Monday, September 23, 2013

A Time For Everything

For everything there is a season, and a time for every matter under heaven:
a time to be born, and a time to die; a time to plant, and a time to pluck up what is planted; a time to kill, and a time to heal; a time to break down, and a time to build up; a time to weep, and a time to laugh; a time to mourn, and a time to dance; a time to cast away stones, and a time to gather stones together; a time to embrace, and a time to refrain from embracing; a time to seek, and a time to lose; a time to keep, and a time to cast away; a time to tear, and a time to sew; a time to keep silence, and a time to speak; a time to love, and a time to hate; a time to war, and a time for peace. 
-Ecclesiastes 3: 1-8

This is the time of year that change seems everywhere. The beginning of a new school year; church activities begin anew; meetings which were idled during the summer are held again. The warmth of summer lingers, and yet there is a chill to the breeze, even in sunshine.

Earlier this month, there seemed to be a swirl of news, both personal and public and both good and bad, that all seemed to be happening at once. I finished editing my book, and sent it to a friend to critique (three years' work, moving forward); A friend of a friend suffered a miscarriage; a coworker's daughter, diagnosed with cancer two years ago, went to the doctor and found her scans were clear; war/not war/diplomatic confusion regarding Syria; my mother had surgery (she's doing well, for those of you who wonder); CJ and I continue to wait for the safe arrival of Nephew #3; Miley Cyrus and the seemingly never-ending downward scraping of the barrel that is our popular culture; and the expected, but still sad death of an old friend from Ohio - she really was old, in human years - 105.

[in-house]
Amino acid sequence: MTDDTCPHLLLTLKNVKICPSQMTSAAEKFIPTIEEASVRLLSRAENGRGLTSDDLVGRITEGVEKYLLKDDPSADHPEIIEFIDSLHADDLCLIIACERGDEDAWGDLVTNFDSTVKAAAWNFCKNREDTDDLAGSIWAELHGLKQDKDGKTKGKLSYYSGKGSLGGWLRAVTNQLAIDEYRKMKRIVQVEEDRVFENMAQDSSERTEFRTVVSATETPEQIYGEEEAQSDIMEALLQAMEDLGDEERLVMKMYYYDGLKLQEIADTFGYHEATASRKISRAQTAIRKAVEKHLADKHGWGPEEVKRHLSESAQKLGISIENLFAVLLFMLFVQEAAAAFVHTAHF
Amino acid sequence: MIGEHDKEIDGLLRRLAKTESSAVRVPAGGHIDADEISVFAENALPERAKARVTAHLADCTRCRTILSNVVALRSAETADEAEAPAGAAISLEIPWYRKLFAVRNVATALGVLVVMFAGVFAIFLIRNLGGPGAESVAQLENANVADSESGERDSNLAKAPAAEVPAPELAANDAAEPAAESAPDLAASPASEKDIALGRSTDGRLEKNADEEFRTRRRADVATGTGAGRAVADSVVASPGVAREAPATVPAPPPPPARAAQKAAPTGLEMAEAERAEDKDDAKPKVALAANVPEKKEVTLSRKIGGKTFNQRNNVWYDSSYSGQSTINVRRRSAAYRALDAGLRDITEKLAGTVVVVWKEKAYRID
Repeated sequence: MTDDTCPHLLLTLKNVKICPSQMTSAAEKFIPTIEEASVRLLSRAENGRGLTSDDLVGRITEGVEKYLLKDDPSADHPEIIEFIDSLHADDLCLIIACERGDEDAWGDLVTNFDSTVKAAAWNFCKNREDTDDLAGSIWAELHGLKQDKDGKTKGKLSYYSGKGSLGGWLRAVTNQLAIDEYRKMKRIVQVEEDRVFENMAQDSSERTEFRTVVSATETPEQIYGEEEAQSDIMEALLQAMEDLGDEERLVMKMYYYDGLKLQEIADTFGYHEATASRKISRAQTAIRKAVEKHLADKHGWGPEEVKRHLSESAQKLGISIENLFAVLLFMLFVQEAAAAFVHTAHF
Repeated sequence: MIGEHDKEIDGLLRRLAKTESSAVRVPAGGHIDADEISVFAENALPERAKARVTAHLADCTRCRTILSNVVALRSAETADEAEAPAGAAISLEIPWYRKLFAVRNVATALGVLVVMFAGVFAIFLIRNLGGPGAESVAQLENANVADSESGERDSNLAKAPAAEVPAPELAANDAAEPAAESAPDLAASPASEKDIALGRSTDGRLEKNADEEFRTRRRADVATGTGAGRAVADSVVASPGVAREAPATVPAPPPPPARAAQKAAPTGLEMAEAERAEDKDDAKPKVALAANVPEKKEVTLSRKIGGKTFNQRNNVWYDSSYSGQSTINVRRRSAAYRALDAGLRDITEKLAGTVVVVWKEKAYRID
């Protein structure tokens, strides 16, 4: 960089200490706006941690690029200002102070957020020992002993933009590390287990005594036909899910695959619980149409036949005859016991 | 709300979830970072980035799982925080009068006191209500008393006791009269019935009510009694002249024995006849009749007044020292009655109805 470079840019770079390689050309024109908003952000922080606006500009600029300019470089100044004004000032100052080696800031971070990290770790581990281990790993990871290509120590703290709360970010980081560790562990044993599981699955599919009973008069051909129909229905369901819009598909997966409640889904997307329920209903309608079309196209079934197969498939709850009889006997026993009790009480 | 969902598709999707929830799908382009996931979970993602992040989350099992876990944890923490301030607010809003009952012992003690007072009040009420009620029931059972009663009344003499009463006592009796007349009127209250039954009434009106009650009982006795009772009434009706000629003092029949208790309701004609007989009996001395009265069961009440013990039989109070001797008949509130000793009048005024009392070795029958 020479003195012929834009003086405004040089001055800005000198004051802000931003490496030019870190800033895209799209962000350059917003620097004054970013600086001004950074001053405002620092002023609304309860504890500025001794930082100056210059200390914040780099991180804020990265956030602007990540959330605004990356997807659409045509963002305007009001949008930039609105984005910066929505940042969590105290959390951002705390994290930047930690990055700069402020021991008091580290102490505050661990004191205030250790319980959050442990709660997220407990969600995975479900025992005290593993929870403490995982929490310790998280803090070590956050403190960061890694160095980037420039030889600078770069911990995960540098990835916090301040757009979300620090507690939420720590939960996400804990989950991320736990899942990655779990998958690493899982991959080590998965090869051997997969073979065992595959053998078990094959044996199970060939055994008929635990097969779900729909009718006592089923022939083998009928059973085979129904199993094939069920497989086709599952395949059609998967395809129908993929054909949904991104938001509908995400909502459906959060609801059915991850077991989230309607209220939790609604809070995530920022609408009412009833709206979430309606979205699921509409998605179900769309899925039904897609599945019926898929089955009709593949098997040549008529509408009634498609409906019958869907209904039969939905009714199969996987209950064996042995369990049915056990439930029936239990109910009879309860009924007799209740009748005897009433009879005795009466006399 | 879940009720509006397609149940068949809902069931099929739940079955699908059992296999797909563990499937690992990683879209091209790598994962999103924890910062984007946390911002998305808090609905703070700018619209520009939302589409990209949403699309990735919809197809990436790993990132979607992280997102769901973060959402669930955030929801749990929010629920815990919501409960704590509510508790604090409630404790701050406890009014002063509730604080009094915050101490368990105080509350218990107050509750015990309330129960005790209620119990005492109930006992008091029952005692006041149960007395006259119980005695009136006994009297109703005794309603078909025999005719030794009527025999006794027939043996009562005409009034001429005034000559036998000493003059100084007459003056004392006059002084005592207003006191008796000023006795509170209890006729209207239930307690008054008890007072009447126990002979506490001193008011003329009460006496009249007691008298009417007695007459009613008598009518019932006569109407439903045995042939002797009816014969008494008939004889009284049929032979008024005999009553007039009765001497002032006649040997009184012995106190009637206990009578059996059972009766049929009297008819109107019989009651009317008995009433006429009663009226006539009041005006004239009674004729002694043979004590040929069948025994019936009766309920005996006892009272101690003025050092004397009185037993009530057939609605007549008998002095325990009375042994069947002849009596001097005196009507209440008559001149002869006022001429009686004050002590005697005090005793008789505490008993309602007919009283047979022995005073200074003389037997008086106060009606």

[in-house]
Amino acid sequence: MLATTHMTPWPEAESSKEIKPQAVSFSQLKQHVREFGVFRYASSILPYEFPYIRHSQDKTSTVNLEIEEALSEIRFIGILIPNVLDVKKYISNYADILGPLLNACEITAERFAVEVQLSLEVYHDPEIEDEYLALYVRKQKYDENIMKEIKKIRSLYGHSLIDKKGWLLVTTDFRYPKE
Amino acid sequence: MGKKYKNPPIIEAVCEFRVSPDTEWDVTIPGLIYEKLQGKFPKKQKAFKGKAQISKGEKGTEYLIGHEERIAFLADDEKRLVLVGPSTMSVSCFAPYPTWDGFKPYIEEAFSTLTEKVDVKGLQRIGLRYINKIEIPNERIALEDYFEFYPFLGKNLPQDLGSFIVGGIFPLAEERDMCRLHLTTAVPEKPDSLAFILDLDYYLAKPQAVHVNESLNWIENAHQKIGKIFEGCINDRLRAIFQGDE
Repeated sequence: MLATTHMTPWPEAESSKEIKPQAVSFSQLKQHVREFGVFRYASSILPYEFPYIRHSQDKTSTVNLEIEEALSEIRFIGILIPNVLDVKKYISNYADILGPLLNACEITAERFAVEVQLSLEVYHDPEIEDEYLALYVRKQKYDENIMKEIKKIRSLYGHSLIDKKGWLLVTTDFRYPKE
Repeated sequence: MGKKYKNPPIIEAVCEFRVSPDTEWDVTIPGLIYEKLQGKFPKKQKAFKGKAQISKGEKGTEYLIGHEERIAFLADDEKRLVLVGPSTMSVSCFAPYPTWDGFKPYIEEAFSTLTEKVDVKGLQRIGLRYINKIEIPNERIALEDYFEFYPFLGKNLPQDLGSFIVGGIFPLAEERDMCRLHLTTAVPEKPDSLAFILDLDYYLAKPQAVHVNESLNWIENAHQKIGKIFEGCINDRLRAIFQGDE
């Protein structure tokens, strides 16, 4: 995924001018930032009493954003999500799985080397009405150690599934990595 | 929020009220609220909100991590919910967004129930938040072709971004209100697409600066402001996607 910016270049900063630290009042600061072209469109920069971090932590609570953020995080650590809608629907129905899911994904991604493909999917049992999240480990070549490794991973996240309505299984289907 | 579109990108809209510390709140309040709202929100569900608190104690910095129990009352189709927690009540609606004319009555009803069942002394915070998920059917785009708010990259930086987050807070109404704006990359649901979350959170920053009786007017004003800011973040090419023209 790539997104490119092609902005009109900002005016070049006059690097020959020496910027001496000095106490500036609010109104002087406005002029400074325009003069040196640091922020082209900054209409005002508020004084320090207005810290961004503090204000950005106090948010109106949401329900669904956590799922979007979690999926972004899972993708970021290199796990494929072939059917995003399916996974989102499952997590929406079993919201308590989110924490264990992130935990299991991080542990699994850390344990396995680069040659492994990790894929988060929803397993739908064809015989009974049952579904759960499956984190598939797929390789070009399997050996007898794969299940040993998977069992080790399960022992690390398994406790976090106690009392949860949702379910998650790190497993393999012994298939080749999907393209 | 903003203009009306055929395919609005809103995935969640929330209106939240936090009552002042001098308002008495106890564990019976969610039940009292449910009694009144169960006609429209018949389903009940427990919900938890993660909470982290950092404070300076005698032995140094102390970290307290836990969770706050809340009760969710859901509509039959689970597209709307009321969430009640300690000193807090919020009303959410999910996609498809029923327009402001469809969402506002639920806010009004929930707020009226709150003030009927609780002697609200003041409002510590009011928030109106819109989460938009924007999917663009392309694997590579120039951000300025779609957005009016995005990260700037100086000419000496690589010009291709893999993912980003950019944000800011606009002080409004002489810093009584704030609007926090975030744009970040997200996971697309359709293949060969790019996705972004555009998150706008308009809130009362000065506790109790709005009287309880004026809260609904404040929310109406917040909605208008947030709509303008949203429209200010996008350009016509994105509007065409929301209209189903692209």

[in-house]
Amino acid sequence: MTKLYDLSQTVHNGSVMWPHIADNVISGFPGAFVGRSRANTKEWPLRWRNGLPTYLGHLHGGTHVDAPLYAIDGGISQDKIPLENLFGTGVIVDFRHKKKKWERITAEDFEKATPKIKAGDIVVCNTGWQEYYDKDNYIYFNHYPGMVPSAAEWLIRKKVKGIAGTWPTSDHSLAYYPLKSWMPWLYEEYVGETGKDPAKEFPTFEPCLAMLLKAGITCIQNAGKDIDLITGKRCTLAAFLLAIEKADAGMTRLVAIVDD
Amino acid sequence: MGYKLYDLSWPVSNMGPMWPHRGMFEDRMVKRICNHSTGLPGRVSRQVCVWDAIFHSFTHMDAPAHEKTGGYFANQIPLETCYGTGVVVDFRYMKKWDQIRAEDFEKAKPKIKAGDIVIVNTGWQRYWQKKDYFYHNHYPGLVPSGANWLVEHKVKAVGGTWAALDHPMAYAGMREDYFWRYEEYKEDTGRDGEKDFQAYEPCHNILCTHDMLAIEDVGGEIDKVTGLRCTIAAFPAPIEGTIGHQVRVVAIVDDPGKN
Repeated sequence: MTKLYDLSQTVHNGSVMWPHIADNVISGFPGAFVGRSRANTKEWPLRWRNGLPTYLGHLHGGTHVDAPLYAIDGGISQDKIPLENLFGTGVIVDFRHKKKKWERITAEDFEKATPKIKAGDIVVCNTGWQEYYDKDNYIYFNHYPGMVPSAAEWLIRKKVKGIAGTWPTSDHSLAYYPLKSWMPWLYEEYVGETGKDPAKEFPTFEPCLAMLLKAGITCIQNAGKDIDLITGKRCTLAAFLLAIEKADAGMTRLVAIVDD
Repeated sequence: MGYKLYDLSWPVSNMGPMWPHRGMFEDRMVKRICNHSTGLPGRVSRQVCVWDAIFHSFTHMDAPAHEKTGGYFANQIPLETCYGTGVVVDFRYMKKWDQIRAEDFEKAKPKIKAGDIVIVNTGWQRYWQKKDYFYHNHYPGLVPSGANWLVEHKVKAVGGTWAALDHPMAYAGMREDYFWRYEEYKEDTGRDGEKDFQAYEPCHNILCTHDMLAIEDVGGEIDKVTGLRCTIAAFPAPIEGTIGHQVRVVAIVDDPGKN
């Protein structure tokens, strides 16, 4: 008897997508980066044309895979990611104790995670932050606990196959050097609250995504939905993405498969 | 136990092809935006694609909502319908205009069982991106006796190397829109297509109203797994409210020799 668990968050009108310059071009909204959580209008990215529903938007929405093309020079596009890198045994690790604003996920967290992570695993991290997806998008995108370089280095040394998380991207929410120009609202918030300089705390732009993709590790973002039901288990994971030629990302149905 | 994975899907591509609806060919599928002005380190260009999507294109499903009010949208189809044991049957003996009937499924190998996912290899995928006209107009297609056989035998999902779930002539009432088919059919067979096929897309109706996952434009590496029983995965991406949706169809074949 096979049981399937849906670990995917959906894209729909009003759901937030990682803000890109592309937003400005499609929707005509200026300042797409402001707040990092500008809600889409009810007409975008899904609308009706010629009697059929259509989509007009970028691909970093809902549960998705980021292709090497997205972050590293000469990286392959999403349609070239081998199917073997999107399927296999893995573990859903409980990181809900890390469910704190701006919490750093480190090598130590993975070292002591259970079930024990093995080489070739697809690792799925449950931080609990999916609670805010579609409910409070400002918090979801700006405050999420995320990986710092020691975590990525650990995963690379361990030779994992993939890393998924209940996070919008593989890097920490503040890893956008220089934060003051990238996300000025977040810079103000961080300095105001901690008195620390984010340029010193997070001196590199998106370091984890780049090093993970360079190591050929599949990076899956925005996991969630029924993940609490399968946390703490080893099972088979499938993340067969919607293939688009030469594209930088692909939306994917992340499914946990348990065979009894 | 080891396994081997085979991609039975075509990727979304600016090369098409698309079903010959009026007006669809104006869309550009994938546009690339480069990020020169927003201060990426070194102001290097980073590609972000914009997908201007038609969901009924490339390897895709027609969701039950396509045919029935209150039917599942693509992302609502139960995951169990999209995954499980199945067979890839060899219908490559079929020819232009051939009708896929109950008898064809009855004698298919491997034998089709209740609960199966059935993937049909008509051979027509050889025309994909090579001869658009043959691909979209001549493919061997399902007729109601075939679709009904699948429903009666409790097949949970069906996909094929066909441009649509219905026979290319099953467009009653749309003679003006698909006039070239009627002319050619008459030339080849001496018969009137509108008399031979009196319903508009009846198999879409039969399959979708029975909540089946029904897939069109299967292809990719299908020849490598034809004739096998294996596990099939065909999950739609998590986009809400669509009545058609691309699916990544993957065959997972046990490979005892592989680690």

Change is coming.

We don't always know, or are prepared for it, when it does come. Sometimes it is welcome and sometimes it is resented with such ferocity, more damage is done than if the person (or group, etc.) had simply moved with it, as with a tide. This is not to say that all change is good. But overall, as human beings living in a fallen world, we must accept that change will happen.

"A window down the street flew open.
'We've surrendered!"
The procession in the street stopped short. Each told his neighbor what we had all heard for ourselves. A boy of maybe fifteen turned to us with tears rolling down his cheeks. 'I would have fought! I wouldn't ever have given up!' Father stooped down to pick up a small bruised petal from the brick pavement; tenderly he inserted it in his buttonhole.
'That is good, my son,' he told the youngster. 'For Holland's battle has just begun.'"
-The Hiding Place, page 64

May the changes of this world neither overwhelm you nor slip by you unnoticed.

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